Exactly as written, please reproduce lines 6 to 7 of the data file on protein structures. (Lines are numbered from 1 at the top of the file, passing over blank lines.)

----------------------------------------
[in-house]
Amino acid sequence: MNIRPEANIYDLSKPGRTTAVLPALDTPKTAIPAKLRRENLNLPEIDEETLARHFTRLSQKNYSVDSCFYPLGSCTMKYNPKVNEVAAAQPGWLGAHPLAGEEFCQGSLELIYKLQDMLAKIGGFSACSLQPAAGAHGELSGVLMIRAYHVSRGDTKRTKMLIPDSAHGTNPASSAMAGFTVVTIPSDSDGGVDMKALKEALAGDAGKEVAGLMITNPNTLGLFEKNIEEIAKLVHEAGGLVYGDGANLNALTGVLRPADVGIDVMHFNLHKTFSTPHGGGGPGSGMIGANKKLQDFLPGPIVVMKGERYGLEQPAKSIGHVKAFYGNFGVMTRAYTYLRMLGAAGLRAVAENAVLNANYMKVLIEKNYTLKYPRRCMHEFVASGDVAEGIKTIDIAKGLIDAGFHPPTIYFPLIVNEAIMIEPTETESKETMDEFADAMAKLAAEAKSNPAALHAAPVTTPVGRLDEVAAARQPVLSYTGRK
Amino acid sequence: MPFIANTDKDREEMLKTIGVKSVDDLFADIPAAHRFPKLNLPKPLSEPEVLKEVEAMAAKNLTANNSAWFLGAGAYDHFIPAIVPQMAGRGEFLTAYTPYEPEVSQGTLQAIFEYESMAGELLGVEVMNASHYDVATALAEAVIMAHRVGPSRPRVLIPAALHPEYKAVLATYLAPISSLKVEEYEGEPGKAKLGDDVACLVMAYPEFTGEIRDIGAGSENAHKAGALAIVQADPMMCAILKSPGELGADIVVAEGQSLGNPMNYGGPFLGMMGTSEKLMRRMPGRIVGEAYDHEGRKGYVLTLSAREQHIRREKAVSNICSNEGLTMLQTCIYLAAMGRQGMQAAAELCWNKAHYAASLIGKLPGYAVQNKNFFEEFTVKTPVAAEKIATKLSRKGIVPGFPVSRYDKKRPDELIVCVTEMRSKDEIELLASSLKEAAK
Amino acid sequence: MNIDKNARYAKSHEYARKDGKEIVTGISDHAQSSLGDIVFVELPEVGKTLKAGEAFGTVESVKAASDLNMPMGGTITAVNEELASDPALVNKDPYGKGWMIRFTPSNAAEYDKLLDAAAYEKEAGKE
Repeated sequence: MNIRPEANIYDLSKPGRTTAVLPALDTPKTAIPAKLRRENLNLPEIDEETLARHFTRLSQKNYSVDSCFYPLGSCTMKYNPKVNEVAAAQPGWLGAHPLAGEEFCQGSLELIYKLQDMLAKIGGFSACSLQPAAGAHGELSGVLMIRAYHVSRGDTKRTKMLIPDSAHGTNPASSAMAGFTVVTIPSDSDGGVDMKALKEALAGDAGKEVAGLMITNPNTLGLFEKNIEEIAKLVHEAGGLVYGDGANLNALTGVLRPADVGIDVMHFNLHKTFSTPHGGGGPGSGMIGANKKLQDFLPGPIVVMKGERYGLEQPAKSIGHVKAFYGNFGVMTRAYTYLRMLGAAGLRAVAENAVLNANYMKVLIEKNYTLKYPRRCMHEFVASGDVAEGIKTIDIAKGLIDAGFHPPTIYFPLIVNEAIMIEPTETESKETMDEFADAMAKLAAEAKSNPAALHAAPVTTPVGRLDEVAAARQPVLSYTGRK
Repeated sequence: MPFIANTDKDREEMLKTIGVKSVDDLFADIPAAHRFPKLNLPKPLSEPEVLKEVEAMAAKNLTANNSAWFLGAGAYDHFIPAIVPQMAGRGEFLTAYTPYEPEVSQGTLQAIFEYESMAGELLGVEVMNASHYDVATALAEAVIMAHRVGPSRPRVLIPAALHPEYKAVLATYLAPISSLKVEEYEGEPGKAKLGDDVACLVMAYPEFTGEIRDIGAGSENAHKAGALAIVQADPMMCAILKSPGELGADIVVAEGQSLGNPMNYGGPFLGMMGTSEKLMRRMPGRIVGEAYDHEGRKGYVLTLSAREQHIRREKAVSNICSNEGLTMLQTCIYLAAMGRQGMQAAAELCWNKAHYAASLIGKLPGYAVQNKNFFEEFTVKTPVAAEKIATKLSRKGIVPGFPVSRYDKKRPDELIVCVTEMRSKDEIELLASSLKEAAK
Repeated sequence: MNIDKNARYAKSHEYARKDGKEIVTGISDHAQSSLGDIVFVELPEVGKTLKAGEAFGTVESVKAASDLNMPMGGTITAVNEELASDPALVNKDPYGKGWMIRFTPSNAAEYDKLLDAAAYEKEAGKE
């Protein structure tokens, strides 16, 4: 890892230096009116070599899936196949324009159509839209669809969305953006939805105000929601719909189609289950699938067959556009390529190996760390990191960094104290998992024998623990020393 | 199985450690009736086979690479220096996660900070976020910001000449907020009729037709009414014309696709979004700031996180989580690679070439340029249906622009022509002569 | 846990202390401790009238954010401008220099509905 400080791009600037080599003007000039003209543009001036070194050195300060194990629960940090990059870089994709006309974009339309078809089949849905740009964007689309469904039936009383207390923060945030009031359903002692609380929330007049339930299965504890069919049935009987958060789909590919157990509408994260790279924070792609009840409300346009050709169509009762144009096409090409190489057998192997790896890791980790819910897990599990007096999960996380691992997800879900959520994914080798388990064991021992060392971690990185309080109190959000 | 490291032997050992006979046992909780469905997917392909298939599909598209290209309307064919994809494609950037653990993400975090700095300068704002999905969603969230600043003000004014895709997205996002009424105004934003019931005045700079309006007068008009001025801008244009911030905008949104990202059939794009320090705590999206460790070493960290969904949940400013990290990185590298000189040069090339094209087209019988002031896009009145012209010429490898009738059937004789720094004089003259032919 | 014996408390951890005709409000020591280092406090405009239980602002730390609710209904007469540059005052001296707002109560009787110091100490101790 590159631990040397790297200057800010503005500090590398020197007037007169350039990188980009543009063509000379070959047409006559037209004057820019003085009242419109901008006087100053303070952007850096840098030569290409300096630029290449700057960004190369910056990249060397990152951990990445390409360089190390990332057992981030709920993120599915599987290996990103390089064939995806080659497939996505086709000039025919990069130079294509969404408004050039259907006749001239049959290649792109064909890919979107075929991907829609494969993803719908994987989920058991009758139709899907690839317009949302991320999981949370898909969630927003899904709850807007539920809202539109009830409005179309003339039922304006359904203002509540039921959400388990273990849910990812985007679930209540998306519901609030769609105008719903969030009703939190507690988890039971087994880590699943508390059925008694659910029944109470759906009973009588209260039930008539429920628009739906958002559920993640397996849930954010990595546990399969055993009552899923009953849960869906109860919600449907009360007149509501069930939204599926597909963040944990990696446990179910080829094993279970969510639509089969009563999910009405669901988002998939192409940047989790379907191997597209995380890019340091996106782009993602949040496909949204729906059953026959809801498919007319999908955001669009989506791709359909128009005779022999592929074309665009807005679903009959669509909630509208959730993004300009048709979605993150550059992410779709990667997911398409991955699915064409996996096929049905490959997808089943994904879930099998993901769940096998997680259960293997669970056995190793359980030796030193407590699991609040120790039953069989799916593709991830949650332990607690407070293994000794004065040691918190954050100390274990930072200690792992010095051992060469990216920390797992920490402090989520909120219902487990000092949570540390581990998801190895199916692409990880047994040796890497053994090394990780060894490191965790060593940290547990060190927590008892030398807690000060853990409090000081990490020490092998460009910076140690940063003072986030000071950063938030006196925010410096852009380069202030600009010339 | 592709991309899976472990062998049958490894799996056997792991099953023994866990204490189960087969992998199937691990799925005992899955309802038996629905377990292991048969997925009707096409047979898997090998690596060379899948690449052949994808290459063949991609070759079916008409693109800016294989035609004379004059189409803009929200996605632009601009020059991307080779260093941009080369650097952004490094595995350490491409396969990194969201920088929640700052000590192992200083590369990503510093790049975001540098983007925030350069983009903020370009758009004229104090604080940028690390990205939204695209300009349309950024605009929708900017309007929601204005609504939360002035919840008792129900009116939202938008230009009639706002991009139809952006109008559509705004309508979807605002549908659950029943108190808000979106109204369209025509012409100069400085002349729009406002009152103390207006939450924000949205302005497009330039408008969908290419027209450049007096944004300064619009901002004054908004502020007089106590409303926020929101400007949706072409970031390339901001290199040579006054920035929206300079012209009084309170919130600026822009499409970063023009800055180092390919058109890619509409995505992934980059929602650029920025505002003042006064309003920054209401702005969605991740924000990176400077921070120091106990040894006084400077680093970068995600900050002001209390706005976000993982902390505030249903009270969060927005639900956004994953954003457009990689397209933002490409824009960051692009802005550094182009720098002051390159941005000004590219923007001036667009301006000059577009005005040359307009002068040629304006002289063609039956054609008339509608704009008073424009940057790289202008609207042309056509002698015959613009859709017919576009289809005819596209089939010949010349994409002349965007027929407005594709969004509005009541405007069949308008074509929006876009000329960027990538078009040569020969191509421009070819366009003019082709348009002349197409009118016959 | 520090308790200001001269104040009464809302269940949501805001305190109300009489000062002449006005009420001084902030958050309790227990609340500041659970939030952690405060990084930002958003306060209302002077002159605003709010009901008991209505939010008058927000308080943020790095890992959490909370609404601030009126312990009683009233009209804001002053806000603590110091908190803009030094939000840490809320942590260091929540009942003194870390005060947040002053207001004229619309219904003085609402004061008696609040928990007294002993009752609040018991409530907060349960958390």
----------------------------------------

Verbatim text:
Repeated sequence: MPFIANTDKDREEMLKTIGVKSVDDLFADIPAAHRFPKLNLPKPLSEPEVLKEVEAMAAKNLTANNSAWFLGAGAYDHFIPAIVPQMAGRGEFLTAYTPYEPEVSQGTLQAIFEYESMAGELLGVEVMNASHYDVATALAEAVIMAHRVGPSRPRVLIPAALHPEYKAVLATYLAPISSLKVEEYEGEPGKAKLGDDVACLVMAYPEFTGEIRDIGAGSENAHKAGALAIVQADPMMCAILKSPGELGADIVVAEGQSLGNPMNYGGPFLGMMGTSEKLMRRMPGRIVGEAYDHEGRKGYVLTLSAREQHIRREKAVSNICSNEGLTMLQTCIYLAAMGRQGMQAAAELCWNKAHYAASLIGKLPGYAVQNKNFFEEFTVKTPVAAEKIATKLSRKGIVPGFPVSRYDKKRPDELIVCVTEMRSKDEIELLASSLKEAAK
Repeated sequence: MNIDKNARYAKSHEYARKDGKEIVTGISDHAQSSLGDIVFVELPEVGKTLKAGEAFGTVESVKAASDLNMPMGGTITAVNEELASDPALVNKDPYGKGWMIRFTPSNAAEYDKLLDAAAYEKEAGKE